Feel- good in­vest­ments must also be per­form­ers

The Weekend Australian - Review - - Investments -

IN­VESTORS who want to en­sure their money helps com­pa­nies to grow with­out sac­ri­fic­ing so­cial and en­vi­ron­men­tal val­ues may be ex­cused for be­ing cyn­i­cal when it comes to choos­ing which com­pa­nies of­fer both prof­itabil­ity and a small en­vi­ron­men­tal foot­print.

For this is the green’’ era, a time of en­vi­ron­men­tal re­spon­si­bil­ity, and com­pa­nies are herald­ing their green cre­den­tials in ad­ver­tis­ing and the me­dia, but not of­ten enough, with for­malised re­port­ing on sus­tain­abil­ity.

Like other in­vestors, those who seek out sus­tain­able in­vest­ment ve­hi­cles also seek a healthy re­turn. They want an in­vest­ment which per­forms well but not at the ex­pense of en­vi­ron­men­tal and so­cial is­sues. They re­ally want the same things as the com­pa­nies which strive to cre­ate share­holder wealth within cur­rent ex­pec­ta­tions of so­ci­ety.

In­vest­ments also need to meet the cri­te­ria that an­a­lysts use when as­sess­ing per­for­mance. The cri­te­ria evolve to meet changes in so­ci­ety with the latest per­for­mance frame­work used by many an­a­lysts look­ing at three fac­tors: en­vi­ron­ment, so­cial and gov­er­nance.

The frame­work is com­monly known as ESG and is emerg­ing as a tool that mea­sures the true so­cial, en­vi­ron­men­tal and prof­itable sus­tain­abil­ity of a fund.

Lead­ing com­pa­nies approach sus­tain­abil­ity through seek­ing com­pet­i­tive ad­van­tage and what is good for the busi­ness. An approach that strives only to save the planet’’ and does not con­trib­ute to the longterm fi­nan­cial health of the busi­ness will fal­ter.

KPMG sup­ports the ESG re­port­ing frame­work which con­sid­ers macro fac­tors such as the econ­omy and in­dus­try is­sues, to­gether with mi­cro as­pects such as board in­de­pen­dence and ex­ec­u­tive re­mu­ner­a­tion.

If a com­pany fol­lows ESG prin­ci­pals and aligns its busi­ness strat­egy with sus­tain­abil­ity re­port­ing, in­vestors can more eas­ily recog­nise the fac­tors that make an in­vest­ment at­trac­tive to them.

Avoid­ing green­wash’’, where peo­ple are mis­led about a com­pany’s en­vi­ron­men­tal prac­tices, or the en­vi­ron­men­tal ben­e­fits of a par­tic­u­lar prod­uct or ser­vice, is only pos­si­ble where there is clear com­mu­ni­ca­tion about a com­pany’s sus­tain­abil­ity strat­egy, rigour in as­sess­ing per­for­mance and trans­par­ent re­port­ing.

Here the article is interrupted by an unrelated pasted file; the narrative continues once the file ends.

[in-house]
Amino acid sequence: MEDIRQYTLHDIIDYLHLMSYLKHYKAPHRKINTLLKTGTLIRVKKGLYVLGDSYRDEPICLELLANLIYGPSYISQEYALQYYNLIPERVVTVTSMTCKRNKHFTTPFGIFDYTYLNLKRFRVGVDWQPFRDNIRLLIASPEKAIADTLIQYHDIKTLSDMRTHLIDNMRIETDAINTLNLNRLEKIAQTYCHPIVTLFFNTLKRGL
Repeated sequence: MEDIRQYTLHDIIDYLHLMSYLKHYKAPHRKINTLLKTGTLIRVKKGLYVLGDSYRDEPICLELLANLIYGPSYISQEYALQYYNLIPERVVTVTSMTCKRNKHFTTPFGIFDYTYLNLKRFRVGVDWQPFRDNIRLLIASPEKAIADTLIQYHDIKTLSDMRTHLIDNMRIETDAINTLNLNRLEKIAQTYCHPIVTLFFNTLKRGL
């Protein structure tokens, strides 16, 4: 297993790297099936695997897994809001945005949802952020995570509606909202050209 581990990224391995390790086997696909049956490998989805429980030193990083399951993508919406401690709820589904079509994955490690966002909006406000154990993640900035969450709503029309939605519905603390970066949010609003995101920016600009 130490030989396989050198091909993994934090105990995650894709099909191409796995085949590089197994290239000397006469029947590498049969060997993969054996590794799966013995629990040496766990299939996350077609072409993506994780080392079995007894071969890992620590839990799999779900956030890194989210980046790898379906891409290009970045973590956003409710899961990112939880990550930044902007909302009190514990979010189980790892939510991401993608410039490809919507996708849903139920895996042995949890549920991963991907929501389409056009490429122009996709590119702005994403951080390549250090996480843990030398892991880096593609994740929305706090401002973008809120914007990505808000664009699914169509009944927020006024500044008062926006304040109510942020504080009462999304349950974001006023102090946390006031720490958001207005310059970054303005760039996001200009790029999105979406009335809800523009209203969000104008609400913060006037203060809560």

How­ever, sus­tain­able re­port­ing is still an emerg­ing area and this is re­flected in the low num­ber of Aus­tralian com­pa­nies that pro­duce sus­tain­abil­ity re­ports. Aus­tralia lags in­ter­na­tional trends in this area, with just 35 per cent of Top 100 Aus­tralian com­pa­nies com­plet­ing sus­tain­abil­ity re­ports com­pared to 76 per cent of Top 100 UK com­pa­nies. While sus­tain­abil­ity re­port­ing in Aus­tralia has in­creased over the years, it is now likely to be fur­ther boosted by the needs of reg­u­la­tors ( who re­quire re­port­ing on is­sues such as green­house gas emis­sions), the cap­i­tal mar­kets ( which now in­clude sus­tain­abil­ity is­sues in their over­all as­sess­ment of per­for­mance), in­vestors ( who have an ever- in­creas­ing aware­ness of sus­tain­abil­ity is­sues), and com­pa­nies ( which are en­hanc­ing ex­ist­ing re­port­ing frame­works to bet­ter fit wider so­ci­etal trends).

In­vestors when seek­ing a sus­tain­able in­vest­ment may lean to­wards in­dus­tries that sup­port sus­tain­able prac­tices, such as al­ter­na­tive en­ergy providers or car­bon trad­ing com­pa­nies.

How­ever, through gain­ing fa­mil­iar­ity with sus­tain­abil­ity prin­ci­ples such as ESG, in­vestors can in­vest in a wide range of in­dus­tries with the knowl­edge that the prac­tices em­ployed by for­ward- think­ing com­pa­nies are in them­selves good for so­ci­ety while be­ing good for share­hold­ers.

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